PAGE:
While previous researchers had created polymers that could allow semiconducting carbon nanotubes to be dissolved and washed away, leaving metallic nanotubes behind, there was no such process for doing the opposite: dispersing the metallic nanotubes and leaving behind the semiconducting structures.

Artistic rendition of a metallic carbon nanotube being pulled into solution, in analogy to the work described by the group. (Source: Alex Adronov/McMaster University)

Artistic rendition of a metallic carbon nanotube being pulled into solution, in analogy to the work described by the group. (Source: Alex Adronov/McMaster University)

The group managed to reverse the electronic characteristics of a polymer known to disperse semiconducting nanotubes while leaving the rest of the polymer’s structure intact. By so doing, they reversed the process, leaving the semiconducting nanotubes behind while making it possible to disperse the metallic nanotubes.

The next step for the team is to find a way to develop even more efficient polymers and scale up the process for commercial production.

Solid-state batteries

Researchers at ETH Zurich developed a type of battery that, unlike conventional ones, consists entirely of solid chemical compounds and is non-flammable.

The potential fire dangers of conventional lithium-ion batteries have been widely reported. In conventional lithium-ion batteries as well in most other batteries, the positive and negative poles – the two electrodes – are made of solid conductive compounds; charges move between these electrodes in a liquid or gel electrolyte. If you charge such a battery improperly (overcharging) or leave it sitting out in the sun, the liquid can ignite or the gel can swell up.

This is not the case with solid-state batteries. “Solid electrolytes do not catch fire even when heated to high temperatures or exposed to the air,” explains Jennifer Rupp, who, as Professor of Electrochemical Materials at ETH Zurich, is leading the development of this new type of battery.

One of the challenges in developing solid-state batteries is to connect the electrodes and electrolyte in such a way that the charges can circulate between them with as little resistance as possible. The ETH researchers say they’ve developed an improved electrode-electrolyte interface.

In the laboratory, the team constructed a sandwich-like battery featuring a layer of lithium-containing compound (lithium garnet), which acts as a solid electrolyte between the two electrodes. Lithium garnet is one of the materials with the highest known conductivity for lithium ions.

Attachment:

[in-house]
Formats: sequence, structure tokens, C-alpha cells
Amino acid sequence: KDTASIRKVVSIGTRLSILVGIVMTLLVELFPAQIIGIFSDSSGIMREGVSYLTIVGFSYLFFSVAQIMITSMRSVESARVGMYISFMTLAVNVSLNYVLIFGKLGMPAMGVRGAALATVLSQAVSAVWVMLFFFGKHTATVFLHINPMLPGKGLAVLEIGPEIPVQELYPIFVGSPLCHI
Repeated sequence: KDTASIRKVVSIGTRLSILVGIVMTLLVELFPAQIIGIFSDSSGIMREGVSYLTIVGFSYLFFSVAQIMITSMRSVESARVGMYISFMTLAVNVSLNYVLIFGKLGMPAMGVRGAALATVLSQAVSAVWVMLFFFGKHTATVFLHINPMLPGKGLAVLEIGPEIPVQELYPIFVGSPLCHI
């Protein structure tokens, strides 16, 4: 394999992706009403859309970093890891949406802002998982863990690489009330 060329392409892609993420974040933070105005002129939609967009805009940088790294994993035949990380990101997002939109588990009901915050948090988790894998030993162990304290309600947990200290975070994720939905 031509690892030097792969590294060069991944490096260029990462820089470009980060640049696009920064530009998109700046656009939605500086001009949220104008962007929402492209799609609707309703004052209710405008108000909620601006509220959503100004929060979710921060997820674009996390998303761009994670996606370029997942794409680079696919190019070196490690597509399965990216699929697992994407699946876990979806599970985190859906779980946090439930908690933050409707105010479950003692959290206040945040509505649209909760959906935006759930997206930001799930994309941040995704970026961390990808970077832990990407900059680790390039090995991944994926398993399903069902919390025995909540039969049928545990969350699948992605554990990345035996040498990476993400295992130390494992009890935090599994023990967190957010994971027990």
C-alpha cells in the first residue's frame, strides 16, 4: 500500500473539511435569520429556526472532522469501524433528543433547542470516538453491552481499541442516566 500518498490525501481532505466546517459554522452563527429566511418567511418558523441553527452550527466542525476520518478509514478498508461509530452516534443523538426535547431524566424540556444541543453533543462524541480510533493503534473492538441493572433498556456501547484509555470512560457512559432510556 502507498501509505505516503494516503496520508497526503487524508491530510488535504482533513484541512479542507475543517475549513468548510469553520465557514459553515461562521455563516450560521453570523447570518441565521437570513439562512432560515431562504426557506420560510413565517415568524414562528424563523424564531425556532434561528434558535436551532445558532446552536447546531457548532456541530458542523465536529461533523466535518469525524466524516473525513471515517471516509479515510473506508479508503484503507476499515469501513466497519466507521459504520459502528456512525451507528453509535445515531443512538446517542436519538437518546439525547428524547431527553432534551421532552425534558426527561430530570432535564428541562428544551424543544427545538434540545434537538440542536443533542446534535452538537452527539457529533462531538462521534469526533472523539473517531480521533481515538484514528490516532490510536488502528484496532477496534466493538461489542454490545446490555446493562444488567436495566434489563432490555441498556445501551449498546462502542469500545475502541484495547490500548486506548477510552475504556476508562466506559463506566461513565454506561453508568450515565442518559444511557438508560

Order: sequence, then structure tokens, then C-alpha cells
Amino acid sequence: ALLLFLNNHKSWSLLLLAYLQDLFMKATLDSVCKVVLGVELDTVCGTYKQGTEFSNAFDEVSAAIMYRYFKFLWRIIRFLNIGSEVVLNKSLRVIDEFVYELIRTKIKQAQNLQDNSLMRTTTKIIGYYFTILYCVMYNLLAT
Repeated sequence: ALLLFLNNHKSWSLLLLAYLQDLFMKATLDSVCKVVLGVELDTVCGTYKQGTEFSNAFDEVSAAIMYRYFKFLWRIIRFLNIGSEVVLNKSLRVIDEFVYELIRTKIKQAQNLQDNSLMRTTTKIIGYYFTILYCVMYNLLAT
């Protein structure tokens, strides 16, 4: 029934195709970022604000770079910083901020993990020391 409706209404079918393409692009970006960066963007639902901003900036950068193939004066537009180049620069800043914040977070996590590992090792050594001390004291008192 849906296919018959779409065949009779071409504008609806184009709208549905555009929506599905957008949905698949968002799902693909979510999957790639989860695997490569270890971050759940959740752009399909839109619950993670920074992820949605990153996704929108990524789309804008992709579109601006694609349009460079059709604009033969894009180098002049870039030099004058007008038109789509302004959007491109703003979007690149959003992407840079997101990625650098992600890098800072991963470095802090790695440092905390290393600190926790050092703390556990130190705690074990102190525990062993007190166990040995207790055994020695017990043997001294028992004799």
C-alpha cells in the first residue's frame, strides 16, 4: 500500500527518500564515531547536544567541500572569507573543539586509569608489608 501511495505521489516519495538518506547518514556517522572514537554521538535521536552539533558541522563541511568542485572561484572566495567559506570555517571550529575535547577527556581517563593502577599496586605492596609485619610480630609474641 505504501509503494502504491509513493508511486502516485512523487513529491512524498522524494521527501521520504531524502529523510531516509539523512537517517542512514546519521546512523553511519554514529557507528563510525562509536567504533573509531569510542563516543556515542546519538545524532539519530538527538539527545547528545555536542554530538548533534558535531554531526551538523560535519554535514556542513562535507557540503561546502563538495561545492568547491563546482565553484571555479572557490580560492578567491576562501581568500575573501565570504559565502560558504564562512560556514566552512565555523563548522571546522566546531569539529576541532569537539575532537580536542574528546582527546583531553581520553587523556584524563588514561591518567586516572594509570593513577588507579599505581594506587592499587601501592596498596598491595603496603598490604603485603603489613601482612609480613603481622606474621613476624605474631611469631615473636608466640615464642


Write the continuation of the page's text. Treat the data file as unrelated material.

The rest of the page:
A slice of (white) lithium garnet electrolyte coated with a (black) lithium compound acting as the battery’s minus pole in the laboratory of the ETH researchers. (Source: ETH Zurich/Fabio Bergamin)

A slice of (white) lithium garnet electrolyte coated with a (black) lithium compound acting as the battery’s minus pole in the laboratory of the ETH researchers. (Source: ETH Zurich/Fabio Bergamin)

“During production, we made sure that the solid electrolyte layer obtained a porous surface,” said Jan van den Broek, a master’s student and one of the authors of the study. The researchers then applied the material of the negative pole in a viscous form, allowing it to seep into the pores. Finally, the scientists tempered the battery at 100 degrees Celsius. “With a liquid or gel electrolyte, it would never be possible to heat a battery to such high temperatures,” says van den Broek. Thanks to the trick with the pores, the researchers were able to significantly enlarge the contact area between the negative pole and the solid electrolyte, which ultimately means that the battery can be charged faster.

Batteries produced like this could theoretically operate at a normal ambient temperature, but they work best at 95 degrees Celsius and above at the current development state. This characteristic could be put to use in battery storage power plants. “Today, the waste heat that results from many industrial processes vanishes unused,” said Semih Afyon, a professor at the Izmir Institute of Technology in Turkey. “By coupling battery power plants with industrial facilities, you could use the waste heat to operate the storage power plant at optimal temperatures.”

Further research involves optimizing the battery, with a focus on increasing the conductivity of the electrode-electrolyte interface, and the development of thin-film batteries based on the technology.